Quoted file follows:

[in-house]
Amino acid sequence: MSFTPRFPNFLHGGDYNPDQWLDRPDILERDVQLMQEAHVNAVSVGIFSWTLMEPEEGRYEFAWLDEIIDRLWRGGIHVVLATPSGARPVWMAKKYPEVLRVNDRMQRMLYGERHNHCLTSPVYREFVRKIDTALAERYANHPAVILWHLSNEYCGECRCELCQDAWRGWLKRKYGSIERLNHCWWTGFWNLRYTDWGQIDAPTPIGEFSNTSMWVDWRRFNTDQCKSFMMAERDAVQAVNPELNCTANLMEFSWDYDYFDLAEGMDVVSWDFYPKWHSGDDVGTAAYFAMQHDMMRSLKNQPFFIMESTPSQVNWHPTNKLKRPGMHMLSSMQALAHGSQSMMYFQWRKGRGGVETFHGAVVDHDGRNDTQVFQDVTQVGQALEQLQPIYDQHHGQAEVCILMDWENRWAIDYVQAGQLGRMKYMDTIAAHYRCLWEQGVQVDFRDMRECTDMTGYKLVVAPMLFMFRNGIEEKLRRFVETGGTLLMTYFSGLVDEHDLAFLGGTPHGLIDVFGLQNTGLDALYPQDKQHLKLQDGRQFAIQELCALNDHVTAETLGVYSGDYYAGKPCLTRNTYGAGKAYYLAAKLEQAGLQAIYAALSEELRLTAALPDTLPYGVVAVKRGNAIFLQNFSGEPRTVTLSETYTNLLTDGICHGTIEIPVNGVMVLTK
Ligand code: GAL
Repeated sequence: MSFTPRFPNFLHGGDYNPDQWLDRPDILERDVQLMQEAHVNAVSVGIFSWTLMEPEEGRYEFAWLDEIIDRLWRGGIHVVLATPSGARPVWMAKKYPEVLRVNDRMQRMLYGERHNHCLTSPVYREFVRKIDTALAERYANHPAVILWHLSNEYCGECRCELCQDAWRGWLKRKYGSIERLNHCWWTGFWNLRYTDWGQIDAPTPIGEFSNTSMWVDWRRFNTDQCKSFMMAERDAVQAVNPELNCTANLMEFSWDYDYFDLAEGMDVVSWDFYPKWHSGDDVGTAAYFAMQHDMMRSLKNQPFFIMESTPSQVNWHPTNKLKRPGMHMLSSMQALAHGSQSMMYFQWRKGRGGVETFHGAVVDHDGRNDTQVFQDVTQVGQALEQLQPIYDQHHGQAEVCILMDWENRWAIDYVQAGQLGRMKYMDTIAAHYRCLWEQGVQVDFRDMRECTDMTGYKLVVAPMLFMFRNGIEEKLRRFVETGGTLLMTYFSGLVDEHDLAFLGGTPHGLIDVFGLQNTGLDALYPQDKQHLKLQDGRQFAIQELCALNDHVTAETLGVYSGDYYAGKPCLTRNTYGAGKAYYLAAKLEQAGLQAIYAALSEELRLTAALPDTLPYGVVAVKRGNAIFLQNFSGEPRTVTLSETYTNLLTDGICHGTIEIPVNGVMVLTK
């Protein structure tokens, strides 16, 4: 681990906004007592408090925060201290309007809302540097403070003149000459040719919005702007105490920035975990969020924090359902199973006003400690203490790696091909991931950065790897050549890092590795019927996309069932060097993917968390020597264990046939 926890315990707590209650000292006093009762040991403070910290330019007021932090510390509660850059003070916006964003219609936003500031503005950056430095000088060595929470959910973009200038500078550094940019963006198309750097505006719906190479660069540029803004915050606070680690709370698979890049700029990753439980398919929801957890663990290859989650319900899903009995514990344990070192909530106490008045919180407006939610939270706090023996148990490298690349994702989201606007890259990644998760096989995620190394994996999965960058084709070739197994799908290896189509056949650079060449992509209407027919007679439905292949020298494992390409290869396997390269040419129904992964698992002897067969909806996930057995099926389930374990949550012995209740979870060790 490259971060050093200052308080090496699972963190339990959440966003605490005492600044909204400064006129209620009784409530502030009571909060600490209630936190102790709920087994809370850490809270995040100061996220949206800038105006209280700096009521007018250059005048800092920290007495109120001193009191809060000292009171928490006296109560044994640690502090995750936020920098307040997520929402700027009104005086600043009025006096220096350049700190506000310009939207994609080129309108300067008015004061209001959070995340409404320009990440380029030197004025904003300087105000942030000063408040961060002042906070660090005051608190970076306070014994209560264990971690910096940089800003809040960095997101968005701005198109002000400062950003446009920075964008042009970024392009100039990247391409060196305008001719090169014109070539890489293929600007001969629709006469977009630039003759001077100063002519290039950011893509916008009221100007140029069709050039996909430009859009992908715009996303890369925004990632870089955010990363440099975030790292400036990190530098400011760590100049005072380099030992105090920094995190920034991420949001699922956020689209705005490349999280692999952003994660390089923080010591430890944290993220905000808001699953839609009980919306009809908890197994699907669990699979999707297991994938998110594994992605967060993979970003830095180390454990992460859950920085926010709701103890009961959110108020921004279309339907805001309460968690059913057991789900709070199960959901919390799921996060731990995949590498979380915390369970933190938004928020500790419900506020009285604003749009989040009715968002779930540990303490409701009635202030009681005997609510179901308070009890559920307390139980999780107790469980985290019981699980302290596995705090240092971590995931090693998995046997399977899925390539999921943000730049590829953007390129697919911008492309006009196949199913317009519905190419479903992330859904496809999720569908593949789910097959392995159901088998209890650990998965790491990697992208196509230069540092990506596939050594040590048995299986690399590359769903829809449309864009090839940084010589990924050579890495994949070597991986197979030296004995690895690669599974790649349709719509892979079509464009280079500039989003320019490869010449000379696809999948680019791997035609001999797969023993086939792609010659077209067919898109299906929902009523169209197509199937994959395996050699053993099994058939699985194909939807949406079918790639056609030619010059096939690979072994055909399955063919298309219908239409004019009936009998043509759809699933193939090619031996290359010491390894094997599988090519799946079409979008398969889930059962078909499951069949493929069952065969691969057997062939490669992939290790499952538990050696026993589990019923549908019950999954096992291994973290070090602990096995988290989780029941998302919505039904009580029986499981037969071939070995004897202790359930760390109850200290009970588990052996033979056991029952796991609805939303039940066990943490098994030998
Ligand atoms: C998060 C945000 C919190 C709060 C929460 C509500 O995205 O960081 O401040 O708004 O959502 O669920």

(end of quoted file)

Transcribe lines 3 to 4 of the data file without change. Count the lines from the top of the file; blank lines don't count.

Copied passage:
Ligand code: GAL
Repeated sequence: MSFTPRFPNFLHGGDYNPDQWLDRPDILERDVQLMQEAHVNAVSVGIFSWTLMEPEEGRYEFAWLDEIIDRLWRGGIHVVLATPSGARPVWMAKKYPEVLRVNDRMQRMLYGERHNHCLTSPVYREFVRKIDTALAERYANHPAVILWHLSNEYCGECRCELCQDAWRGWLKRKYGSIERLNHCWWTGFWNLRYTDWGQIDAPTPIGEFSNTSMWVDWRRFNTDQCKSFMMAERDAVQAVNPELNCTANLMEFSWDYDYFDLAEGMDVVSWDFYPKWHSGDDVGTAAYFAMQHDMMRSLKNQPFFIMESTPSQVNWHPTNKLKRPGMHMLSSMQALAHGSQSMMYFQWRKGRGGVETFHGAVVDHDGRNDTQVFQDVTQVGQALEQLQPIYDQHHGQAEVCILMDWENRWAIDYVQAGQLGRMKYMDTIAAHYRCLWEQGVQVDFRDMRECTDMTGYKLVVAPMLFMFRNGIEEKLRRFVETGGTLLMTYFSGLVDEHDLAFLGGTPHGLIDVFGLQNTGLDALYPQDKQHLKLQDGRQFAIQELCALNDHVTAETLGVYSGDYYAGKPCLTRNTYGAGKAYYLAAKLEQAGLQAIYAALSEELRLTAALPDTLPYGVVAVKRGNAIFLQNFSGEPRTVTLSETYTNLLTDGICHGTIEIPVNGVMVLTK